Like putting socks on a rooster.
Easy as pissing up a rope.


He blames everything on the weather or his raising.
He got caught in his own loop.
He came close to the dollar knife.


Bright as a new penny.
Smart as a hooty owl.
No flies on my mama.
Smart as a whip.


If a duck had his brain, it would fly north for the winter.
He doesn’t have enough sense to spit downwind.
If he was bacon, he wouldn’t even sizzle.
If brains were leather, he couldn’t saddle a flea.
He carries his brains in his back pocket.
Dumb as dirt.
Dumb as a box of rocks.
Dumb as a barrel of hair.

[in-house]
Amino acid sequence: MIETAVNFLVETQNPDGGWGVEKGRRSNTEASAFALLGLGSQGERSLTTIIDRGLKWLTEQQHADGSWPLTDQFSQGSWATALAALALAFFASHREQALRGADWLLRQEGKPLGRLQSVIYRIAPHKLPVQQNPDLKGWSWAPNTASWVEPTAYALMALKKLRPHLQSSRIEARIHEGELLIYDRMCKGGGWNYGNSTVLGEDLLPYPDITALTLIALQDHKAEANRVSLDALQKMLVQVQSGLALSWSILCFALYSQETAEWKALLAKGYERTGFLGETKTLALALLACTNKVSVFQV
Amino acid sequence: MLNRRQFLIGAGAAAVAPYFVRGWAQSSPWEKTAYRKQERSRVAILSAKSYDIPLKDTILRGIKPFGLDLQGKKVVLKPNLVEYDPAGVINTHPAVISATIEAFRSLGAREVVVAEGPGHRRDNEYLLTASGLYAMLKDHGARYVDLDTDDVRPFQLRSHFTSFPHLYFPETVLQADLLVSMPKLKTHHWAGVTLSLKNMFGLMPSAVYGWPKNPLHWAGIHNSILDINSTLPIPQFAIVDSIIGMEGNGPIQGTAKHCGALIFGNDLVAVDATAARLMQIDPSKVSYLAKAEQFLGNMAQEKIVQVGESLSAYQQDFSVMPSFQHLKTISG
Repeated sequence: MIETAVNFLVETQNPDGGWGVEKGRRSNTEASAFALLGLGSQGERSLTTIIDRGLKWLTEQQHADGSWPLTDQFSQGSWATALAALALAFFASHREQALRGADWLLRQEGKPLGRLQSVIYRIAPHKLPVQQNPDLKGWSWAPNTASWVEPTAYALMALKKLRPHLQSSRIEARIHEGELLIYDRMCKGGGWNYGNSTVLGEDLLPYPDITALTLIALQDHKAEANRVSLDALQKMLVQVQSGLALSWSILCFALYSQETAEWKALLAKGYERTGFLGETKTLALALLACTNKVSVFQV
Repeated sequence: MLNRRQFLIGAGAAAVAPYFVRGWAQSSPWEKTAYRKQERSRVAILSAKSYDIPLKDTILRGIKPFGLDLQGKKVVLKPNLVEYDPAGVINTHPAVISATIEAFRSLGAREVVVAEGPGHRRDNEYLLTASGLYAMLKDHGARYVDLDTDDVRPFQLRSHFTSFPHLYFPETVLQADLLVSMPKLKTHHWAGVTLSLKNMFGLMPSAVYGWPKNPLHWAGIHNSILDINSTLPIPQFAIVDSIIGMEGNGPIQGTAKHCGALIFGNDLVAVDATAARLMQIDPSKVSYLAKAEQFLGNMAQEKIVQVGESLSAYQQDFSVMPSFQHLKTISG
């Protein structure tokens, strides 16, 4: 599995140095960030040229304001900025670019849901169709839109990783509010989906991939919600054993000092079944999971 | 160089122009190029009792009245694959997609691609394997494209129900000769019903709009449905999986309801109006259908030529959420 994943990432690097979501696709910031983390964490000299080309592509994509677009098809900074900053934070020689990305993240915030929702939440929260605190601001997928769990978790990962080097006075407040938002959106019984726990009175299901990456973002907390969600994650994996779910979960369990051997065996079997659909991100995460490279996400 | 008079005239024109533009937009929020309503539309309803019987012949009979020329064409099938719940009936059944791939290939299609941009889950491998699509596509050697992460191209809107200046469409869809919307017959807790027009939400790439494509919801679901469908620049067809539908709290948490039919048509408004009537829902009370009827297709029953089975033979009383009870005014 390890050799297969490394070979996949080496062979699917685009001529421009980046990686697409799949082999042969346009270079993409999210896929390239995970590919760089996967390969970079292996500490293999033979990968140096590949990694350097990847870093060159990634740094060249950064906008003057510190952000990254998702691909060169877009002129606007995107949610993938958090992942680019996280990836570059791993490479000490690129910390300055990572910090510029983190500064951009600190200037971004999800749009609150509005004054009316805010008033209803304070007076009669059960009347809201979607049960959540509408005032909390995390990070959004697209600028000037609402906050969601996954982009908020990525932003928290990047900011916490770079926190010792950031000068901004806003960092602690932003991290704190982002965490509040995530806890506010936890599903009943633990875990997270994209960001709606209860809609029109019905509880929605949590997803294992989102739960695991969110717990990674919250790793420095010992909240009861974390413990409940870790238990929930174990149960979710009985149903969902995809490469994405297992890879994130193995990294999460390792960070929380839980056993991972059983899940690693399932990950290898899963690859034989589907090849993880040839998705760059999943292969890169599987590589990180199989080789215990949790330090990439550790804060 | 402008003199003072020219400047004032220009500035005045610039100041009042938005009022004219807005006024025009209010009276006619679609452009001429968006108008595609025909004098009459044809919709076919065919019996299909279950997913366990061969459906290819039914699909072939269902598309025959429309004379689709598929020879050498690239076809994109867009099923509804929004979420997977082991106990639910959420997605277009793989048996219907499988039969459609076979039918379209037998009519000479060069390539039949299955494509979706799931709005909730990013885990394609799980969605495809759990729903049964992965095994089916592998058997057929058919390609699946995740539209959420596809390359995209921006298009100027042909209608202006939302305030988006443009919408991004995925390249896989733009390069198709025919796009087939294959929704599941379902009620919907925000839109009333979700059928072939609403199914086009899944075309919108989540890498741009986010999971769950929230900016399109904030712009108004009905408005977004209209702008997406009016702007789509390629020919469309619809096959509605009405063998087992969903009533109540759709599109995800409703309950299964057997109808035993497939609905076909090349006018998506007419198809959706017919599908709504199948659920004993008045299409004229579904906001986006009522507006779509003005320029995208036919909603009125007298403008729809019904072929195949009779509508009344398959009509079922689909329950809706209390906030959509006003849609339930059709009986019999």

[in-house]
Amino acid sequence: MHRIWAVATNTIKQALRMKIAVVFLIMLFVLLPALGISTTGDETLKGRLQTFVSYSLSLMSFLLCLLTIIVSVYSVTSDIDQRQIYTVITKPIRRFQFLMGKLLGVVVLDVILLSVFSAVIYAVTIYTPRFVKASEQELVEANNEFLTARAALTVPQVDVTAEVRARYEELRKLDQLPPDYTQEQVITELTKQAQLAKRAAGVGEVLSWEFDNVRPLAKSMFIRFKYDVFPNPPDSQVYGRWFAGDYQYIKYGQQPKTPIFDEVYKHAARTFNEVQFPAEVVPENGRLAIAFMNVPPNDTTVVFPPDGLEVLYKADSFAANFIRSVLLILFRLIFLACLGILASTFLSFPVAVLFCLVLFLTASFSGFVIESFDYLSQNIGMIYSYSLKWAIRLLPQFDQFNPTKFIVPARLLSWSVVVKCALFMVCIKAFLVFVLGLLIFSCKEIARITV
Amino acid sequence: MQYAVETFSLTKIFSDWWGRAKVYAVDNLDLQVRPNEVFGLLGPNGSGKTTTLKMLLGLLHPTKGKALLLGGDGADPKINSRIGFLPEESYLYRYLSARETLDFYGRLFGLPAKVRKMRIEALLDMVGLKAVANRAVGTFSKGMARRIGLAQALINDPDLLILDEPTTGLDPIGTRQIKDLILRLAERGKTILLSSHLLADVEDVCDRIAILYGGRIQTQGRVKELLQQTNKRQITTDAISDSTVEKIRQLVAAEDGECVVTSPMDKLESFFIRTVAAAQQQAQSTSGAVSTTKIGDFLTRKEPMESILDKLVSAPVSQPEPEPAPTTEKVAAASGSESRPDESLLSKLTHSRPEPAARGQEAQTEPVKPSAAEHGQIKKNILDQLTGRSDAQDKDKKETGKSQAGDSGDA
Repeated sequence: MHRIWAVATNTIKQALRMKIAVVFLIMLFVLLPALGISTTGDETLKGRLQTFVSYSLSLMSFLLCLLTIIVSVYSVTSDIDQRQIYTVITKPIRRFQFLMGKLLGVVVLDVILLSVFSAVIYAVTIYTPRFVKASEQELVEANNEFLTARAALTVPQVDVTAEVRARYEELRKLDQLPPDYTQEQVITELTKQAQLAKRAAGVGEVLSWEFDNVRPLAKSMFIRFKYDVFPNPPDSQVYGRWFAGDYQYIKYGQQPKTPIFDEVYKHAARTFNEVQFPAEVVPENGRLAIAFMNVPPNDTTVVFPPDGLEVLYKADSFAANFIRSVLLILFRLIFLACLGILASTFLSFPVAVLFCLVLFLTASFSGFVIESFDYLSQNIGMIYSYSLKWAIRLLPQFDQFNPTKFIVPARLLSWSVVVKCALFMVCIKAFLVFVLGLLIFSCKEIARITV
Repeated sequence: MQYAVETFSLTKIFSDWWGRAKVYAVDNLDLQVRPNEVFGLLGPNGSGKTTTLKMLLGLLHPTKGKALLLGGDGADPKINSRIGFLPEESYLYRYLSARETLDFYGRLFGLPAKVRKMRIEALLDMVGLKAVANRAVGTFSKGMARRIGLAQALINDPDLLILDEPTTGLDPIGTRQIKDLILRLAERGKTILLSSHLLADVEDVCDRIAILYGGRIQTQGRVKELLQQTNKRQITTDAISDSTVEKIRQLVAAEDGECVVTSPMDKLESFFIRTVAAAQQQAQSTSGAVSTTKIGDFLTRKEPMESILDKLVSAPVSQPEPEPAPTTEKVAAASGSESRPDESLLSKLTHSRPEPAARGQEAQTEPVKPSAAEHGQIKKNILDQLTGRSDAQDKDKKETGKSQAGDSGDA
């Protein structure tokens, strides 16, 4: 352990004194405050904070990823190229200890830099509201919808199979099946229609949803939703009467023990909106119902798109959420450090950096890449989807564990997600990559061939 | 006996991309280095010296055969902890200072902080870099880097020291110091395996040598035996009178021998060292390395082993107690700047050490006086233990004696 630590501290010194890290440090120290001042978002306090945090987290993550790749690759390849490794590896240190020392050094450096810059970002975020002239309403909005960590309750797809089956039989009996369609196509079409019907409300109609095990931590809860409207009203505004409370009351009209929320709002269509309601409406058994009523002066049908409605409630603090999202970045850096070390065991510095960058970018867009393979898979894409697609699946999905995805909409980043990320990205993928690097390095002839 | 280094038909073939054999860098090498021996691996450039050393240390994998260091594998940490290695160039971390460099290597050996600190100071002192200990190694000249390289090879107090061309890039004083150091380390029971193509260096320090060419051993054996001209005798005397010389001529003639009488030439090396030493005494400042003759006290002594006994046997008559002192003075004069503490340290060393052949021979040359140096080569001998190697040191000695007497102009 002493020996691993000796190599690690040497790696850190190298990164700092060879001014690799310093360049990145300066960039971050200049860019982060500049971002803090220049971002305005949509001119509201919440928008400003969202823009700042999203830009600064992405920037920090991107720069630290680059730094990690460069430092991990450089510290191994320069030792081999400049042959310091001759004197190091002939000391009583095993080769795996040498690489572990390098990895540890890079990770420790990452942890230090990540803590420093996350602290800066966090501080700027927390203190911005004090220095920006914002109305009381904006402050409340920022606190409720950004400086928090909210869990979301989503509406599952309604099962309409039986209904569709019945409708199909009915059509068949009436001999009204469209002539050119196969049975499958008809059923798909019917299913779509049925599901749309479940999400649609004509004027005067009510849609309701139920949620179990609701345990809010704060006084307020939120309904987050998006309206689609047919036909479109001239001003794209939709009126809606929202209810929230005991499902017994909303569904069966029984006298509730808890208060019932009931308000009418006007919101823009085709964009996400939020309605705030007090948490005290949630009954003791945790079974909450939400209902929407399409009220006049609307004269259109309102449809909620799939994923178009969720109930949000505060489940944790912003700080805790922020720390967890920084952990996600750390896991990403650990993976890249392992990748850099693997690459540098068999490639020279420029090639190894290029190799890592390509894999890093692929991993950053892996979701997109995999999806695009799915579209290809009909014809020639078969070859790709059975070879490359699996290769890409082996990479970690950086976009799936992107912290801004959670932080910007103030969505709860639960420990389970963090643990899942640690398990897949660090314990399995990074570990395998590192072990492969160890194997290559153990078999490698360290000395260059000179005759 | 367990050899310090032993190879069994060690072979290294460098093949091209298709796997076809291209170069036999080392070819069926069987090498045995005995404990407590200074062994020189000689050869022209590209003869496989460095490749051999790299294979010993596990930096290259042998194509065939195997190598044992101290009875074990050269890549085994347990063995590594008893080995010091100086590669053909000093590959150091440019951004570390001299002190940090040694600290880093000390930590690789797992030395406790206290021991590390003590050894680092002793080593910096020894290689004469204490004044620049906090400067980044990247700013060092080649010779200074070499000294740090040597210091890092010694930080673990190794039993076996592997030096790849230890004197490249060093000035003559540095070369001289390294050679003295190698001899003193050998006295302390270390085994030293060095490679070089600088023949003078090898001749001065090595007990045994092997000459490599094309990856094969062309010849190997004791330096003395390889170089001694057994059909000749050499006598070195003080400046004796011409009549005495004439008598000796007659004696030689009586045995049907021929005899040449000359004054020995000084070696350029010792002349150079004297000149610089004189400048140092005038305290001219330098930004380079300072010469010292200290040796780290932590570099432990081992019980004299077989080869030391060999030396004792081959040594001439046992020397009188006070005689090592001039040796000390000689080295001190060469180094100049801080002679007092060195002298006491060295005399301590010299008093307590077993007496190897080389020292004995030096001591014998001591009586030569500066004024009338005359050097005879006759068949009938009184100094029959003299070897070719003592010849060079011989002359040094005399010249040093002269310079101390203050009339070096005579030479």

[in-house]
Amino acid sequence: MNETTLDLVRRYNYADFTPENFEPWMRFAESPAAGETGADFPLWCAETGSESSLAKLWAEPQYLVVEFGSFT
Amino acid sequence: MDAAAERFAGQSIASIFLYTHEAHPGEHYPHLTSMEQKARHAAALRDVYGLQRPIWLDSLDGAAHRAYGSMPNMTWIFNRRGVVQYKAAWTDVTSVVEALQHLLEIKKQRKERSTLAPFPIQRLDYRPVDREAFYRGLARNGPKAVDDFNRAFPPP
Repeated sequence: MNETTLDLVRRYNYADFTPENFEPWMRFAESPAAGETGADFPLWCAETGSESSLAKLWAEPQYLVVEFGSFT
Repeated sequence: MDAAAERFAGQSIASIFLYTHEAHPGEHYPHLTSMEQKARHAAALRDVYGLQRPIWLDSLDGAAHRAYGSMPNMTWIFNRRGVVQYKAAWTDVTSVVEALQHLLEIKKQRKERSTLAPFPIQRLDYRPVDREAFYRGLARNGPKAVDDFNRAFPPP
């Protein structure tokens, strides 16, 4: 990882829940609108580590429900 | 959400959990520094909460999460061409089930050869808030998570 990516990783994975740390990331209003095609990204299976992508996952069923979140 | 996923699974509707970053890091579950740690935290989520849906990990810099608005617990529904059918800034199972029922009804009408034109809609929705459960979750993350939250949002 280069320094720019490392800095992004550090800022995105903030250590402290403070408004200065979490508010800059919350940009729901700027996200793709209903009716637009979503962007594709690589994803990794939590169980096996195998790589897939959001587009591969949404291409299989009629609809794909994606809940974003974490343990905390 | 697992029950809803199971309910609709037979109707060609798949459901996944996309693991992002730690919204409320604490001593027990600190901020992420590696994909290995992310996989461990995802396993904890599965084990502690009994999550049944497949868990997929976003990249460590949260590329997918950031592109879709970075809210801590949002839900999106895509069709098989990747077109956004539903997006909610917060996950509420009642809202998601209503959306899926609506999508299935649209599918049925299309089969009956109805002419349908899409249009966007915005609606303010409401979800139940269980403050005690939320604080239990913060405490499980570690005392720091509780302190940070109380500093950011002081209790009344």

Dumb as a post.
Dumb as a wagon wheel.
Dumb as a prairie dog.
Dumb as a watermelon.
He doesn’t know “come here” from “sic ’em.”
He doesn’t know enough to pound sand down a rat hole.
He can’t ride and chew at the same time.
So stupid if you put his brains in a bumblebee, it’d fly backwards.
If all her brains were ink, she couldn’t dot an i.
If all his brains were dynamite, he couldn’t blow his nose.
He don’t know which end’s up.
He don’t know a widget from a whangdoodle.
He don’t know nothing from nothing.
He don’t know diddly squat.
He couldn’t pour piss out of a boot with a hole in the toe and the directions on the heel.
If he had a brain, it’d die of loneliness.
So thick-headed you can hit him in the face with a tire iron and he won’t yell till morning.
He could screw up an anvil.


He gave me the wire-brush treatment.
I got sandpapered.
I’ll snatch you bald-headed.
I’ll whip you like a redheaded stepchild.
I’ll knock you plumb into next week.
He got his tail feathers trimmed. He’s been saucered and blowed.
He sure cleaned your plow.